Some Support (or at least acceptance) for the Supreme Court Ruling on Independent Candidates

Two weeks ago, the Salvadoran Supreme Court handed down a decision that strengthens the right of citizens to directly vote for candidates instead of political parties. Their decision makes it possible for independent candidates to appear on the ballets during legislative elections.  The ruling was initially met with harsh resistance from the Legislative Assembly (see previous blog post), including threats to remove the Chief Justice and a last-minute draft of a constitutional amendment to prohibit independent candidatures.  In the past week, however, respect, if not support, has grown for the Court’s decision as several political leaders have stepped up to acknowledge that the decision must be recognized even if they do not agree with it.

On Monday, leaders from the GANA party said they would not support further action by the legislature to remove Justices from office or reassign them.  Without their votes, other opposition parties in the Legislative Assembly lack the simple majority required to pass a law. “We are not interested in removing or dismissing any government employees,” said party leader Nelson Guardado.  At the same time, Guardado affirmed that the party still sought to amend the Constitution to prevent independent candidatures (elfaro.net).  The change in position shows that while the party still disagrees with the Supreme Court’s ruling and hopes to reverse it, they are seeking less confrontational means to do so.

Eugenio Chicas, president of the country’s Supreme Electoral Tribunal (TSE), later issued a call for all concerned parties to respect the Court’s decision even if they disagreed with it.  “The resolution might seem controversial, but it was handed down by the Court and, as such, it is not up for discussion, because it is an [established] sentence and one has to respect the Court’s decisions,” said Chicas in an interview with La prensa gráfica.

On Tuesday Salvadoran President Mauricio Funes, stated that he remains opposed to the Court’s decision.  Funes argued that independent candidatures could give organized crime an increasingly powerful role in elections.  “Criminal organizations would be perfectly able to sponsor a candidate and support him all the way to the Legislative Assembly, and that person, once in the Legislative Assembly, would not represent the people who voted for him, but instead the criminal organization that financed his campaign,” said the President.  Funes did not take a stand one way or the other on whether the Legislative Assembly should take action against the justices of the Supreme Court as a retaliation move, or the proposed amendments to the Constitution.  He also acknowledged the need for greater accountability within parties and asserted his support for legislation that would make party fundraising more transparent as a “control mechanism” (elsalvador.com).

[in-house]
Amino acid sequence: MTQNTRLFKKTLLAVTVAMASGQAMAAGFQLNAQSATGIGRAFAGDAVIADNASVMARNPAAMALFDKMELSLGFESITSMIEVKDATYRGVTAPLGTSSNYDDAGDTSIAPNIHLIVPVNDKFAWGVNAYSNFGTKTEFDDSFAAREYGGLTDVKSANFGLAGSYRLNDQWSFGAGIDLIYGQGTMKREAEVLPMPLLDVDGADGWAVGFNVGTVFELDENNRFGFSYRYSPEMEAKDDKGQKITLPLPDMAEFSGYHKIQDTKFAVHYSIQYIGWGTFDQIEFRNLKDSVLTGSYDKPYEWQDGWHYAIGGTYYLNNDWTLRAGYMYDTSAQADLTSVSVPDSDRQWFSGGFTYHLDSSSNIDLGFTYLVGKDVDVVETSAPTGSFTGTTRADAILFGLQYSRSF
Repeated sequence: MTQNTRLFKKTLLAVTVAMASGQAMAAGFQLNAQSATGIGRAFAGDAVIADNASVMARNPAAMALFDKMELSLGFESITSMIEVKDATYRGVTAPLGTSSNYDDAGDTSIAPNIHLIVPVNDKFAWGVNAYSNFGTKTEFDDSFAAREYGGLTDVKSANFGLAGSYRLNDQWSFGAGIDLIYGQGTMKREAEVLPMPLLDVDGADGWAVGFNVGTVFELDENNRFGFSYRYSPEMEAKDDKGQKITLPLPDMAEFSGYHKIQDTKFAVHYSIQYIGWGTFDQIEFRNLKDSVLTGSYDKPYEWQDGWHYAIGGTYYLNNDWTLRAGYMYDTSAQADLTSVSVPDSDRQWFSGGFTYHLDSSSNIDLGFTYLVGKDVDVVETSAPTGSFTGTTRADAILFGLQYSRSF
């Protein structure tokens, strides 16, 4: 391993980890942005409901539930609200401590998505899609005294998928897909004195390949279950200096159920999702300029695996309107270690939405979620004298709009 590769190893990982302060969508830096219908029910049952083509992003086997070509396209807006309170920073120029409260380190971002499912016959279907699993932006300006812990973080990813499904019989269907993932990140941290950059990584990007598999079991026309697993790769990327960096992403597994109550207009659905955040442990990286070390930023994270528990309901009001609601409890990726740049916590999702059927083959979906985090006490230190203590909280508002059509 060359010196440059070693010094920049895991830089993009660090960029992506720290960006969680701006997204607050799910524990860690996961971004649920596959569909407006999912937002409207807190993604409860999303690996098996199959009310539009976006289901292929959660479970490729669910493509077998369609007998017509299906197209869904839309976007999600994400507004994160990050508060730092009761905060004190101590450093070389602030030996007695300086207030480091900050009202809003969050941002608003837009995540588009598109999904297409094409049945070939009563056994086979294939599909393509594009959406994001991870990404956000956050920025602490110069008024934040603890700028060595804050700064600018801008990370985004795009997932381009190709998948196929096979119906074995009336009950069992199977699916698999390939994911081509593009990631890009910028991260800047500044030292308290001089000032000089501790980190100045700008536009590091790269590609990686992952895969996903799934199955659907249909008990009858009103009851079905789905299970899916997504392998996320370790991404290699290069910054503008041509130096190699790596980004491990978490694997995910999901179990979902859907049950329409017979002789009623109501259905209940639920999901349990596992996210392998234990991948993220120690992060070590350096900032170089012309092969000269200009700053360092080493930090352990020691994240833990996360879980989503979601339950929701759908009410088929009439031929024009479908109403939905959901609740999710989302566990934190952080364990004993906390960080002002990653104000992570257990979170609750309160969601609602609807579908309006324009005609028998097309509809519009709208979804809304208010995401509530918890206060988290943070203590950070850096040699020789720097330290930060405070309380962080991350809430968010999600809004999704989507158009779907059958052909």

Independent candidatures are already allowed in several Latin American countries, including Mexico, Chile, Venezuela, and Peru.  They are often seen as a fresh alternative when entrenched political parties fail to respond to voters’ needs.  Often, however, they face more obstacles than leading party candidates in order to reach the same levels of success, including the signatures needed to appear on the ballot and the funds required to run a successful campaign.  Because of these obstacles, the strength and influence of independent candidates varies widely from country to country.  Despite electoral success or lack thereof, independent candidates can often increase transparency and accountability in the democratic election process.

Without the necessary votes in the Legislative Assembly to remove justices, the opposition is running out of options to reverse the decision.  What initially seemed like a strong front against the Court’s ruling has lost substantial energy and officials and politicians take increasingly conciliatory positions rather than seeking a fight.  This means that the decision will most likely stand, at least for the 2012 municipal and legislative elections.  Although the Legislative Assembly is still trying to pass a constitutional amendment overturning the Court’s decision, any such proposal would not take effect until it received two-thirds approval from the 2012-2015 Assembly.  That Legislative Assembly, however, could potentially have new members elected as independent candidates in 2012, making passage of the amendment increasingly difficult.

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